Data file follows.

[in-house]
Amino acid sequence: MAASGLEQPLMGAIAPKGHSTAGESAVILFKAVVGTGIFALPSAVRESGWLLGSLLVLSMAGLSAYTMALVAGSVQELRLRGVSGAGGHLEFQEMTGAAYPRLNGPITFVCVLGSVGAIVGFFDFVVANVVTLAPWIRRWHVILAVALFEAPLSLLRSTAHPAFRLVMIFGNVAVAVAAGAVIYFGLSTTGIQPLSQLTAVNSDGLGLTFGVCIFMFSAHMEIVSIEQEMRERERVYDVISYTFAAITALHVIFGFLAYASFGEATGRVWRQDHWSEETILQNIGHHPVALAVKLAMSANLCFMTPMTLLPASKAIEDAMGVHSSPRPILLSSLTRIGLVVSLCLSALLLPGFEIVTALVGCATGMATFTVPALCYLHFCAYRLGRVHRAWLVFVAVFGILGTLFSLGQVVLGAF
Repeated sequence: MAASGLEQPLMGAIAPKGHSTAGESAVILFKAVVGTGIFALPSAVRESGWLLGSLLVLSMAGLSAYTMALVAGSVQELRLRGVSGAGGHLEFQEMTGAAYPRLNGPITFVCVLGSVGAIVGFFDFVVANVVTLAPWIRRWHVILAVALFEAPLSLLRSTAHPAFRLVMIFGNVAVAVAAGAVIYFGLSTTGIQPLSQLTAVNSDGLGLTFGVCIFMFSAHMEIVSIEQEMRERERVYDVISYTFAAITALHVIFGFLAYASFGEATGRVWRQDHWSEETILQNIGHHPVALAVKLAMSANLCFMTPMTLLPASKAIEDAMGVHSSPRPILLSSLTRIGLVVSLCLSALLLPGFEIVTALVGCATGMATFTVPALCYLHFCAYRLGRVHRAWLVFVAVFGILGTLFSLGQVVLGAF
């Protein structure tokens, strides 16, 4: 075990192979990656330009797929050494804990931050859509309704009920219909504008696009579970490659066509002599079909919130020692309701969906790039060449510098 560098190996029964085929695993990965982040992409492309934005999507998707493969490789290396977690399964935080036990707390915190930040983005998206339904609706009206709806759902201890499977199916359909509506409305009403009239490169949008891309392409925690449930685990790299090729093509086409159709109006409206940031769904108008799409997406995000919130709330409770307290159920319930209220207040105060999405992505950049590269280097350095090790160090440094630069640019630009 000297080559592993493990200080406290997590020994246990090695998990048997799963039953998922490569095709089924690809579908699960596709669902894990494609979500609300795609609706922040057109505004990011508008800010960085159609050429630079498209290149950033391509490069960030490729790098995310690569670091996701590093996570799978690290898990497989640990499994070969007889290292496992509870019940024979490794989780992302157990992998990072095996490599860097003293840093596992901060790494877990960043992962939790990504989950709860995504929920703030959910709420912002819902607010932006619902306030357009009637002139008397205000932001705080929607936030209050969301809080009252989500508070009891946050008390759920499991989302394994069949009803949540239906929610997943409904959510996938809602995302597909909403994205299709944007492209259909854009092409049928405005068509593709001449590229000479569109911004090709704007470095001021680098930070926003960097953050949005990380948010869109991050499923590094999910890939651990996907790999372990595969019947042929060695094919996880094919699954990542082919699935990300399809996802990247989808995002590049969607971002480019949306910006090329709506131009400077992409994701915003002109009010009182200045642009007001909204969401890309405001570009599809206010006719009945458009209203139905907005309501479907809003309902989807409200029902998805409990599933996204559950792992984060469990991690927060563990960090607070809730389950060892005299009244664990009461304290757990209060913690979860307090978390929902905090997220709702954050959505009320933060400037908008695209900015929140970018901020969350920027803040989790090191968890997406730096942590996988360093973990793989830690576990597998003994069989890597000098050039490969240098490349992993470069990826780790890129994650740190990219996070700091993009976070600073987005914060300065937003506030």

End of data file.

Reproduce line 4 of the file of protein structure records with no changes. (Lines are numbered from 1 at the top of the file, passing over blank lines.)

């Protein structure tokens, strides 16, 4: 075990192979990656330009797929050494804990931050859509309704009920219909504008696009579970490659066509002599079909919130020692309701969906790039060449510098 560098190996029964085929695993990965982040992409492309934005999507998707493969490789290396977690399964935080036990707390915190930040983005998206339904609706009206709806759902201890499977199916359909509506409305009403009239490169949008891309392409925690449930685990790299090729093509086409159709109006409206940031769904108008799409997406995000919130709330409770307290159920319930209220207040105060999405992505950049590269280097350095090790160090440094630069640019630009 000297080559592993493990200080406290997590020994246990090695998990048997799963039953998922490569095709089924690809579908699960596709669902894990494609979500609300795609609706922040057109505004990011508008800010960085159609050429630079498209290149950033391509490069960030490729790098995310690569670091996701590093996570799978690290898990497989640990499994070969007889290292496992509870019940024979490794989780992302157990992998990072095996490599860097003293840093596992901060790494877990960043992962939790990504989950709860995504929920703030959910709420912002819902607010932006619902306030357009009637002139008397205000932001705080929607936030209050969301809080009252989500508070009891946050008390759920499991989302394994069949009803949540239906929610997943409904959510996938809602995302597909909403994205299709944007492209259909854009092409049928405005068509593709001449590229000479569109911004090709704007470095001021680098930070926003960097953050949005990380948010869109991050499923590094999910890939651990996907790999372990595969019947042929060695094919996880094919699954990542082919699935990300399809996802990247989808995002590049969607971002480019949306910006090329709506131009400077992409994701915003002109009010009182200045642009007001909204969401890309405001570009599809206010006719009945458009209203139905907005309501479907809003309902989807409200029902998805409990599933996204559950792992984060469990991690927060563990960090607070809730389950060892005299009244664990009461304290757990209060913690979860307090978390929902905090997220709702954050959505009320933060400037908008695209900015929140970018901020969350920027803040989790090191968890997406730096942590996988360093973990793989830690576990597998003994069989890597000098050039490969240098490349992993470069990826780790890129994650740190990219996070700091993009976070600073987005914060300065937003506030």